A combination of fear, uncertainty, and Federal Reserve actions have brought the yield on the 10-year Treasury Note to 1.9%. Unless you believe we are heading for a Japan-like deflation, lending money to the Federal Government for 10 years at this rate will almost certainly lead to negative real returns. The Federal Reserve seems committed to low interest rates. Part of its objective is to push capital in to riskier investments by lowering the returns obtained from treasuries. However, there is a potential flaw in this plan.
With the Fed committed to keeping rates low, it is signaling to the market that yields will not rise and the price of treasuries will not fall, which may cause some investors to stay in the treasury market, accepting the lower yields for increased safety and certainty. When interest rates finally are allowed to rise, there is the potential for a significant outflow from treasuries, which could possibly happen very quickly as investors try to sell before prices fall. The possibility of a precipitous fall in treasuries is evidenced in the below chart, where a mere change in language by Ben Bernanke caused the 10-year yield to move from around 2.0% to a peak of about 2.4% in just days.
(click to enlarge)
Holders of treasuries could be playing a dangerous game of chicken in which they may find everyone trying to head for the exit at once. They may have significantly more risk in their portfolio than intended as they are exposed to interest rate, inflation and duration risk. One solution to this problem is to act as the Fed expects: Seek higher returns in riskier assets.
|SPY||SPDR S&P 500||1.87%|
|VWO||Vanguard MSCI Emerging Markets ETF||2.12%|
|DIA||SPDR Dow Jones Industrial Average||2.32%|
|VOX||Vanguard Telecom Services ETF||3.09%|
|VPU||Vanguard Utilities ETF||3.67%|
|VGK||Vanguard MSCI Europe ETF||4.15%|
|VPL||Vanguard MSCI Pacific ETF||2.98%|
|EFA||iShares MSCI EAFE Index||3.12%|
|VNQ||Vanguard REIT Index ETF||3.36%|
|AMLP||ALPS Alerian MLP ETF||6.01%|
|PSP||PowerShares Global Listed Private Equity||6.68%|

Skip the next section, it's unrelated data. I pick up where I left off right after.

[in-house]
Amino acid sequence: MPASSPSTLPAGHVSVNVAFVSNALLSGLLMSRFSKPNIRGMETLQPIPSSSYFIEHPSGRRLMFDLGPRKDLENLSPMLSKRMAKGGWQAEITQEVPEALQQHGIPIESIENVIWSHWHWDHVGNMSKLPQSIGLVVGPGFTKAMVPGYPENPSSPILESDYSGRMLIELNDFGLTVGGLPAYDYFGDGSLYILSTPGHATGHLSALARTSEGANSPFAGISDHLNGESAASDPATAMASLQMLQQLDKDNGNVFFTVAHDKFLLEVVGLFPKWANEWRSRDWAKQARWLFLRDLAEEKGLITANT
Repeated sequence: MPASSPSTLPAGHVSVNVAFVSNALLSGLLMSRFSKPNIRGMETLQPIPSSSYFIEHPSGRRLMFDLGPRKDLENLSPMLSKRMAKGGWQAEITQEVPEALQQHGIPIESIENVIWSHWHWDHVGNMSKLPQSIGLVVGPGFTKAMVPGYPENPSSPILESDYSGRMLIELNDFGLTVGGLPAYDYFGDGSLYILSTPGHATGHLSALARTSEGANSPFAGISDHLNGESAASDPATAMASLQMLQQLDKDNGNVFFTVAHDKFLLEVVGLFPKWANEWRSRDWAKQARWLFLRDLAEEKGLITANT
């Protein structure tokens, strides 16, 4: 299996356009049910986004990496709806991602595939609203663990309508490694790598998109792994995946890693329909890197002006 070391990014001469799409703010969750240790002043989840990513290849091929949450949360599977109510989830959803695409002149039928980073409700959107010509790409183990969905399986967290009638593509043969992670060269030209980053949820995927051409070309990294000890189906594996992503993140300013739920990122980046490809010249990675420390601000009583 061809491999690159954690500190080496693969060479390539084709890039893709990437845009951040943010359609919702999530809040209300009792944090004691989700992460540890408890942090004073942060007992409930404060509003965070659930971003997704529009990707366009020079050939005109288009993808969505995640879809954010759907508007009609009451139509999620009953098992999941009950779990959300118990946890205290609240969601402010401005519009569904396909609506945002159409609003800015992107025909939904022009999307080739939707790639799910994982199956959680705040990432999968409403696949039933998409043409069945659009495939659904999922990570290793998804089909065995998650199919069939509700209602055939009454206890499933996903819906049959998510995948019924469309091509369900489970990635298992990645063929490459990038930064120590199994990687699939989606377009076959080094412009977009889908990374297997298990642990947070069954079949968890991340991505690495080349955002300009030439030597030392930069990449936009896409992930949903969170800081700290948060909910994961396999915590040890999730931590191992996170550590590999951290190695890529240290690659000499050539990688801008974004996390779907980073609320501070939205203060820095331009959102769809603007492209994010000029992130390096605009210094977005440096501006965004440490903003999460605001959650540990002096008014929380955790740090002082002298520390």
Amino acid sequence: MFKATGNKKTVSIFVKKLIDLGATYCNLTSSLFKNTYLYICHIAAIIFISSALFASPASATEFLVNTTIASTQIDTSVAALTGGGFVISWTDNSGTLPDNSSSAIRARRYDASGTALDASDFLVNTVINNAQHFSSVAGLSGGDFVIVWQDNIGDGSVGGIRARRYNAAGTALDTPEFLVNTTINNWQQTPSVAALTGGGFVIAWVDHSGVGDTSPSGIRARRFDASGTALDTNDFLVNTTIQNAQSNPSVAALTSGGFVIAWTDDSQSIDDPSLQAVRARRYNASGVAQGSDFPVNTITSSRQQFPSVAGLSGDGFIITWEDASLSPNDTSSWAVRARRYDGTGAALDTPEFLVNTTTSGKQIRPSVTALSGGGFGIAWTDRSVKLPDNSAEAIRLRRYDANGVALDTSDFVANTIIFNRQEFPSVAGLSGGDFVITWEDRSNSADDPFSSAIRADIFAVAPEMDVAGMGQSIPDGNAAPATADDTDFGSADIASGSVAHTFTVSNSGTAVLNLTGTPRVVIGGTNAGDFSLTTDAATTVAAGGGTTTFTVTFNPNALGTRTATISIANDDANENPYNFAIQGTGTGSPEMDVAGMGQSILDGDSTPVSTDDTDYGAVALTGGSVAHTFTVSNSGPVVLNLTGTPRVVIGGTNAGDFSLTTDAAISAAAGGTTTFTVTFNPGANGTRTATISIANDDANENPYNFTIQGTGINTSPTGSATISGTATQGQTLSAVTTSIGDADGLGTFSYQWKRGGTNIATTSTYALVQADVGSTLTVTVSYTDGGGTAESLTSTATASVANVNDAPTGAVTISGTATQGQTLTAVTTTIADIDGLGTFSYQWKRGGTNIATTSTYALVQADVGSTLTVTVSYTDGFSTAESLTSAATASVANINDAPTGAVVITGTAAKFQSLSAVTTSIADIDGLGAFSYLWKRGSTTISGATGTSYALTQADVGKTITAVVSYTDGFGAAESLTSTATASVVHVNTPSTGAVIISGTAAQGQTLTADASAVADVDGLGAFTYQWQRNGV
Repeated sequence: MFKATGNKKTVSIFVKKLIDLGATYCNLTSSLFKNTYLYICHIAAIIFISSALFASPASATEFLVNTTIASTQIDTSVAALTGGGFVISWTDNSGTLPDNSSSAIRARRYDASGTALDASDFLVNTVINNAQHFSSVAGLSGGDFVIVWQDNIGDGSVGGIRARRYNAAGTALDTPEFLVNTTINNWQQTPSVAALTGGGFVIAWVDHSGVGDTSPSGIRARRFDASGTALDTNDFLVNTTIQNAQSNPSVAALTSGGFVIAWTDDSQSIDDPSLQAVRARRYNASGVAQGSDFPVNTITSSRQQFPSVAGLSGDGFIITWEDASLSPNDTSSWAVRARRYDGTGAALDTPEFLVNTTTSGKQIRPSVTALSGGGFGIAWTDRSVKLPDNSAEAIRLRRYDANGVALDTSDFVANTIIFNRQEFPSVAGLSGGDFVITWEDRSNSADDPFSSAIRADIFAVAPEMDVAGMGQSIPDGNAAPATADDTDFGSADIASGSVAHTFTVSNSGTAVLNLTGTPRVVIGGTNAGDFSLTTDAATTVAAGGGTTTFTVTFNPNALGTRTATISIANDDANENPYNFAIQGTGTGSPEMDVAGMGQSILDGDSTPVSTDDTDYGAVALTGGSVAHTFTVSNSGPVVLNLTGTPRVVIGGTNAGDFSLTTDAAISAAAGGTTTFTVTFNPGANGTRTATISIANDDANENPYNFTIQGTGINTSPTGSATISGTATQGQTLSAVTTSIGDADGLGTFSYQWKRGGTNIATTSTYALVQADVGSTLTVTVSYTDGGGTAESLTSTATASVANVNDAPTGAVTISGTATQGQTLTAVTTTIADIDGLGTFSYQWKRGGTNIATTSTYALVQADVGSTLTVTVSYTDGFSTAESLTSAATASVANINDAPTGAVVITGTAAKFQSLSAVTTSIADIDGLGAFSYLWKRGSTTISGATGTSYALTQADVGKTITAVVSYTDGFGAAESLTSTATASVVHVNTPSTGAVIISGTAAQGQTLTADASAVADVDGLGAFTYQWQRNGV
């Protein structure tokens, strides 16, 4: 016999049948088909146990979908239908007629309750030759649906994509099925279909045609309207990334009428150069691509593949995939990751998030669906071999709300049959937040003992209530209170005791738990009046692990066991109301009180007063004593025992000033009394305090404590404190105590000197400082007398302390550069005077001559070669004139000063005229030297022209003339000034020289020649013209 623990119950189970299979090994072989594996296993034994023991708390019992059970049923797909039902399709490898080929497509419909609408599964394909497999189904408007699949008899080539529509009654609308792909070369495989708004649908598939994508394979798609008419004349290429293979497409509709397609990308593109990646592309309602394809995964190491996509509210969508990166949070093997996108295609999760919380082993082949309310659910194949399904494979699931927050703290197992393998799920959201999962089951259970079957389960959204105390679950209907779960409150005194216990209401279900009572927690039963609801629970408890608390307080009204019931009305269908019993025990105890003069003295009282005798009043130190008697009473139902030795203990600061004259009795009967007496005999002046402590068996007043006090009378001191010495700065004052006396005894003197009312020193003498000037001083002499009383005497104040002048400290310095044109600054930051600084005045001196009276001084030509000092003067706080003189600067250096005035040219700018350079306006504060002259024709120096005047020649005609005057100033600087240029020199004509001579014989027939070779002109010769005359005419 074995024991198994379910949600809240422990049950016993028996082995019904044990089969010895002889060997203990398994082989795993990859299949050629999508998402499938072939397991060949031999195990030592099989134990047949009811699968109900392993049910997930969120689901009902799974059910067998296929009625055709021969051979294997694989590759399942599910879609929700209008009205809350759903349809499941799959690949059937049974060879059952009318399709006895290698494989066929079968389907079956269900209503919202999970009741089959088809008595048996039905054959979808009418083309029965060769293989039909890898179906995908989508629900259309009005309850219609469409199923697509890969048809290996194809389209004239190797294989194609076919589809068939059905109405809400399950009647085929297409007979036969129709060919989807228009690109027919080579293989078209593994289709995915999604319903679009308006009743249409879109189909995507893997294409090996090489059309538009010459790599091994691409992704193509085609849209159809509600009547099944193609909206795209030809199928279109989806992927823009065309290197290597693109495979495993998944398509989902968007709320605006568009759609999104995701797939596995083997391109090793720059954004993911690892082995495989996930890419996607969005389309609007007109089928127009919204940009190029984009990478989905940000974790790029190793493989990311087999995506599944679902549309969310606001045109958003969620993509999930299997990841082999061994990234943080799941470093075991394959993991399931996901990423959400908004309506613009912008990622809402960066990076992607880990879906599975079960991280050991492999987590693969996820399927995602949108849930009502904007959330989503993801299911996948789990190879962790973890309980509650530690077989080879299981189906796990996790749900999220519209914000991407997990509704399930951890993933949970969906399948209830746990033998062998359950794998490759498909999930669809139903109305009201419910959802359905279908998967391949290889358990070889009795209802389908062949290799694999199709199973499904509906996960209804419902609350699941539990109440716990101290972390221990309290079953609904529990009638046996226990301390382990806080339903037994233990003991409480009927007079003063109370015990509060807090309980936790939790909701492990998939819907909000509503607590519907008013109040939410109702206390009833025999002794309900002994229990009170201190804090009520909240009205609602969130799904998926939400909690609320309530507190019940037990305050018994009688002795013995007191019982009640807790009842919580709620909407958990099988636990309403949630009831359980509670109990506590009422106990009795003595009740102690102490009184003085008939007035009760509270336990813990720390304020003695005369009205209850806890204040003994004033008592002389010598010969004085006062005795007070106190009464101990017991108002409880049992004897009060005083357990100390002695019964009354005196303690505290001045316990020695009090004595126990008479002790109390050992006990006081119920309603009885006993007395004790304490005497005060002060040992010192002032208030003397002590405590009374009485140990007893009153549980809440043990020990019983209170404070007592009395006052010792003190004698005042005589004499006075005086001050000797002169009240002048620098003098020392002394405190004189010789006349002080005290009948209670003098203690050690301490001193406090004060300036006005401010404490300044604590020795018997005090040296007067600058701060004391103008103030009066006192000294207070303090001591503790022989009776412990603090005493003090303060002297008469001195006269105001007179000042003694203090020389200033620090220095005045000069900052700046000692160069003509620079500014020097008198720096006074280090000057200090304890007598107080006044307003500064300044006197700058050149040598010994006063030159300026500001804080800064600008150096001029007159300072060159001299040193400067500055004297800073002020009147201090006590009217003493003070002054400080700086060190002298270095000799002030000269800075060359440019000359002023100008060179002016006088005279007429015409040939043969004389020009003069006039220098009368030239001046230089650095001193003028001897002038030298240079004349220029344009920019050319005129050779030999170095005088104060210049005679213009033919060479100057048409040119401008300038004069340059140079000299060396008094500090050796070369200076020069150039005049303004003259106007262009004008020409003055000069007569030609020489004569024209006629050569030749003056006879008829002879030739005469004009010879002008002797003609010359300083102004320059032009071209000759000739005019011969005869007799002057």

|ENY||Gugenheim Canadian Energy Income||3.24%|
|MBB||iShares Barclay's MBS Bond||3.27%|
To illustrate how low the 10-year yield really is, it should be compared with other assets. The S&P 500 yields roughly the same as the 10-year treasury. Even if you have the bleak outlook that stocks will remain flat for the next decade, the returns for SPY will be comparable to 10-year T-Notes. If you believe there is a chance stocks will rise over the next decade, perhaps they are a better investment than T-Notes. If you want a little more safety there is DIA, the SPDR Dow Jones Industrial Average ETF, which has a yield of 2.32%. Want more chance for price appreciation? The Vanguard MSCI Emerging Markets ETF offers a yield of 2.12%, still greater than 10-year treasuries. For those of you brave enough, European stock indices offer a yield greater than the 30-year T-Bond. The future cash flows of these ETFs may not be certain like a 10-year treasury, but the upside potential is certainly greater.
Alternatives such as MLPs, private equity, Royalty Trusts, BDCs, and REITs have their own characteristics that separate them from stocks and they all offer significant yields, which can replace income lost to artificially low interest rates. Theses investments may require further research before purchasing.
It is difficult to make a case for holding Treasury Notes and Bonds. The only scenario that justifies the duration, inflation and interest rate risk would be a prolonged, Japan-like deflation. With Ben Bernanke's statements on avoiding deflation and the Fed's recent history of monetary policy, along with other fundamental factors, such a scenario seems unlikely.
Even with the poor prospects found in the treasury market, many investors do not know where else to turn given the amount of fear associated with owning stocks. While buying based solely on yield may constitute a poor investment strategy and risks need to be accounted for, it may be best for investors to look at any pullbacks in the stock market as a chance to sell expensive treasuries and buy inexpensive stocks. After all, the idea is to buy low and sell high, isn't it?